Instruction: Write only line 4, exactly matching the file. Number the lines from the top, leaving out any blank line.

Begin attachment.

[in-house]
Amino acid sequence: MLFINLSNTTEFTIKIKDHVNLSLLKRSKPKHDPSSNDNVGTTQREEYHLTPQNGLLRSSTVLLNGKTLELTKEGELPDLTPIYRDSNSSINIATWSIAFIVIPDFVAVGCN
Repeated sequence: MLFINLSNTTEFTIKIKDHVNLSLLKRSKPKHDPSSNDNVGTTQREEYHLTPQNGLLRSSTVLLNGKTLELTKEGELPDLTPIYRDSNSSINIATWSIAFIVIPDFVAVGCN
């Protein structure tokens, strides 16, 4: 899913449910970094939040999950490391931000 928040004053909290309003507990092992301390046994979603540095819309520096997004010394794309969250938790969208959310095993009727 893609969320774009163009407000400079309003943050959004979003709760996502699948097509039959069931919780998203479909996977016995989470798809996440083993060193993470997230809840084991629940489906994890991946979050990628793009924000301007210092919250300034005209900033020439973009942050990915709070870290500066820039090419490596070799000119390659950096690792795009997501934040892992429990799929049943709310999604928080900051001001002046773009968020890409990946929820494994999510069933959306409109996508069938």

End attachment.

């Protein structure tokens, strides 16, 4: 899913449910970094939040999950490391931000 928040004053909290309003507990092992301390046994979603540095819309520096997004010394794309969250938790969208959310095993009727 893609969320774009163009407000400079309003943050959004979003709760996502699948097509039959069931919780998203479909996977016995989470798809996440083993060193993470997230809840084991629940489906994890991946979050990628793009924000301007210092919250300034005209900033020439973009942050990915709070870290500066820039090419490596070799000119390659950096690792795009997501934040892992429990799929049943709310999604928080900051001001002046773009968020890409990946929820494994999510069933959306409109996508069938």